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  • I’m so glad that you enjoyed your visit to Belle Meade Plantation! It was so interesting to learn about a different type of plantation “crop” while we were there, and it’s so crazy to think that a lot of the racing horses that we know about today can trace their roots back to Belle Meade. You really can’t ask for anything better than ending your tour at the winery either! I can’t wait for the rest of your Nashville posts!

    • I am such a history nerd so I loved this tour so much. I was a little bummed you couldn’t take any pictures in the house during the tours. most historic homes tours i’ve done allow pics. but otherwise i loved the whole experience.

  • I would love to visit a plantation down South! I mean let’s face it, I got my “knowledge” on the Southern States from Hart of Dixie and that can’t be right 😀 Definitely need to visit one day 🙂

    • it’s so funny you mention Hart of Dixie because I saw it on Netflix last week and was thinking i need to start watching it now that I’m living in the South! haha. I also desperately want to re-watch Sweet home Alabama. haha.

  • WINE. YES. I’ve never been to a plantation, and it’s one of the things I’m REALLY hoping to do eventually (aiming for summer 2017)!!! I’m a bit obsessed with Gone With the Wind, and any and all Southern legends/stories. Love this post and your great writing, Carrie! And wine at the end, for the win! 🙂

    • Thanks so much, Swags! Now that I’ve gone on one plantation tour I’d love to do more! it’s so charming and pretty! I wanted to do one in New Orleans (they have some stunning plantations there) but I ran out of time. just another reason to go back! 🙂

  • What a grand old place. I’ve never been to an old plantation.

    • they ooze with charm and make me want to have lived in another time period…and then the tour guides mention corsets and i’m like “ahh, hell no!!” LOL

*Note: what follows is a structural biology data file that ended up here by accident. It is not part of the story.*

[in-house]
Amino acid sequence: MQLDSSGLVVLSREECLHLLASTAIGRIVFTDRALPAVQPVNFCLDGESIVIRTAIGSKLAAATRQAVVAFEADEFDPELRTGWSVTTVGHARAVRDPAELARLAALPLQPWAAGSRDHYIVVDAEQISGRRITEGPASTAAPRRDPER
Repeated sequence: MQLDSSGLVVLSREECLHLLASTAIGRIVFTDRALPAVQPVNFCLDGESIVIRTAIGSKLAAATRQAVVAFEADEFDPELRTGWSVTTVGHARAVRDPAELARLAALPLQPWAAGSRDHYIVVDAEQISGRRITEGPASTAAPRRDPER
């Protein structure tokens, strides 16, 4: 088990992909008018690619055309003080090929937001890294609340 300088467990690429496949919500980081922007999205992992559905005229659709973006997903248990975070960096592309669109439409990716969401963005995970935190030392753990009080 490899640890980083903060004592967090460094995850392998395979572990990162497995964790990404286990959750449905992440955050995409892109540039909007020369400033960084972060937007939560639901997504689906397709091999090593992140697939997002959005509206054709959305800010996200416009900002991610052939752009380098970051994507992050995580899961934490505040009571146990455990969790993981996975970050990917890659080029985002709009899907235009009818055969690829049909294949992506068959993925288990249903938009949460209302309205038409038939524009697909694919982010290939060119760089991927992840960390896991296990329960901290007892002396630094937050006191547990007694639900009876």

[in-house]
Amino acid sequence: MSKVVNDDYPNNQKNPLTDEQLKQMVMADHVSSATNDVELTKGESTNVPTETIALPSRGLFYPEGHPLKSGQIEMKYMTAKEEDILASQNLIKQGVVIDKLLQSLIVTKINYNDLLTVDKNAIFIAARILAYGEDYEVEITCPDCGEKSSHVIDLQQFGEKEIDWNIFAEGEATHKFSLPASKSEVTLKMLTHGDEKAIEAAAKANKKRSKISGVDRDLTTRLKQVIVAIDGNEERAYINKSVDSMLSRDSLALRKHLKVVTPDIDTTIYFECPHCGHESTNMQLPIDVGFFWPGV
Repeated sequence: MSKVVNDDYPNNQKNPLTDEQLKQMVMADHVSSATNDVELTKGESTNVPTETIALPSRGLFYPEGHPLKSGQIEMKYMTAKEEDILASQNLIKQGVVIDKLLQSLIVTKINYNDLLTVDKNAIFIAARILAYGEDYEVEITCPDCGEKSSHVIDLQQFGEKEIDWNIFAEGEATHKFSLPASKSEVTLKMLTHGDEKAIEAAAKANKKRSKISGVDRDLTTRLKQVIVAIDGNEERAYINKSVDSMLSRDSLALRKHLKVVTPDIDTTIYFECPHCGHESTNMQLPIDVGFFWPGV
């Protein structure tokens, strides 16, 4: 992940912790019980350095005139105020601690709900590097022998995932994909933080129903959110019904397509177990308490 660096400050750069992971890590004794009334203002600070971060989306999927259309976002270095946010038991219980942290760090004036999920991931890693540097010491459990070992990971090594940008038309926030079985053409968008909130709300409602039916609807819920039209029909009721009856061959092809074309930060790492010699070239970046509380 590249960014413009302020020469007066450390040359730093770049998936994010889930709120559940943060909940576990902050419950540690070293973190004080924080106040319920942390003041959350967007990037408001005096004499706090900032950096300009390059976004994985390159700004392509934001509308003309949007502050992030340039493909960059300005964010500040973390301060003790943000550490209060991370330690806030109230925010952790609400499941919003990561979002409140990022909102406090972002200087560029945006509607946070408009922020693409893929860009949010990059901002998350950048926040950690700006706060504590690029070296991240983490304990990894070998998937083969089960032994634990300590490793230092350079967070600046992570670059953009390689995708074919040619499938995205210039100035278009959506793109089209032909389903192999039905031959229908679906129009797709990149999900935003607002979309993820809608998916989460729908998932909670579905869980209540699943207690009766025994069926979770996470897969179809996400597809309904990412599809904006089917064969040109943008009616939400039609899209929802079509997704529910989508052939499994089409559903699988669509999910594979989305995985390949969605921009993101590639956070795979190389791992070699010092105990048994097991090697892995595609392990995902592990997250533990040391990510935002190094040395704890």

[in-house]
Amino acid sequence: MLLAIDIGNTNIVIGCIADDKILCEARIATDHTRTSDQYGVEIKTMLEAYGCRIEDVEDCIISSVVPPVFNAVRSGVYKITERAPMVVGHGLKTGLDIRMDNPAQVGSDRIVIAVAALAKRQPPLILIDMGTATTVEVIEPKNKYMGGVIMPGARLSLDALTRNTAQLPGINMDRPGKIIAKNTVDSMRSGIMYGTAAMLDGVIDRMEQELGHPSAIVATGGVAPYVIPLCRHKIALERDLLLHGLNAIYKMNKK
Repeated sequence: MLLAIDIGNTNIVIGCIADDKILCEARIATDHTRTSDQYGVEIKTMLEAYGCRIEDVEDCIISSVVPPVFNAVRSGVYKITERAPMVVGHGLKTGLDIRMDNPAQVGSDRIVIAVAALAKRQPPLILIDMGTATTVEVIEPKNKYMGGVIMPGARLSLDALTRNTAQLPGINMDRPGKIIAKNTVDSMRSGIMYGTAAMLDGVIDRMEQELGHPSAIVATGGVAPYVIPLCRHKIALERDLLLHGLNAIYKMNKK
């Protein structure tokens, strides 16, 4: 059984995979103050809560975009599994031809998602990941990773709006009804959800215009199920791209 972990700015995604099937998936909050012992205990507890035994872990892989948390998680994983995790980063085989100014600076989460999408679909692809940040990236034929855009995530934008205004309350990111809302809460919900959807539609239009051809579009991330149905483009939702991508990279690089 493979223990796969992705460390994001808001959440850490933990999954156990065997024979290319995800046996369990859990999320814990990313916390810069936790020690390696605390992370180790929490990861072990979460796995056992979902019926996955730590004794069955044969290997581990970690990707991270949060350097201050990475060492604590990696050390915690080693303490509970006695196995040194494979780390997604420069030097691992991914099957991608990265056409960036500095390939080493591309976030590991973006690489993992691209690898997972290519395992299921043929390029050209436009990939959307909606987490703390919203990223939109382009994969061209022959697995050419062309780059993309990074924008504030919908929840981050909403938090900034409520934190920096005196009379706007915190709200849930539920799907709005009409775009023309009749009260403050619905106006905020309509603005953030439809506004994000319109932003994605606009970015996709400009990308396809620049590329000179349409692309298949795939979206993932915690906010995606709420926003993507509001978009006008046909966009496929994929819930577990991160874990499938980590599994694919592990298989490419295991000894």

• This place has quite the history! Even though stories of slavery always make me pretty sad, it’s important to remember as well! This estate is so beautiful and looks like a wonderful place to visit and learn about Southern historical culture..I’ve never been to a plantation, but would definitely like to see one soon! And with a wine tasting at the end of the tour… this just might be the one 😀

    • I completely agree, Lauren! The slavery issue is always a sad one to hear about. I actually checked out some of the historic places in downtown Montgomery, AL last week and was stunned to hear about the slave history in the city. That’ll be coming in a future post! 🙂

  • What? Nashville? I had no idea a place like this was located close to the city. My husband and I ran into friends form Nashville about 3 weeks ago. They invited us to their house and I feel like taking that invitation seriously!

    • Yes! my thoughts too Ruth! I thought for sure this had to be a ways out of the city, but it wasn’t at all! it was very easy to get to and not far away at all! Nashville is such a cute city! great food and great vibe throughout the entire city! i’d definitely recommend it!

  • What a beautiful place and so full of history too! I can see why you loved visiting. I knew very little about the plantations so thanks so much for posting such an informative post 🙂

  • I’m with @laurenonlocation:disqus , sometimes it is hard to imagine the life that those places had and the reasons of why they thrived. Thank you for such informative post!

    • I completely agree, Isabel. the slave culture of those days is always hard for me to wrap my mind around.

  • This is a great review of the mansion/plantation. I had no idea there was a plantation in Nashville. It’s so sad (but understandable) that so much of the land was sold in the early 1900s. I do love that the tour ends in a wine tasting though. 🙂 I’ll have to check out the plantation if/when I ever return to Nashville!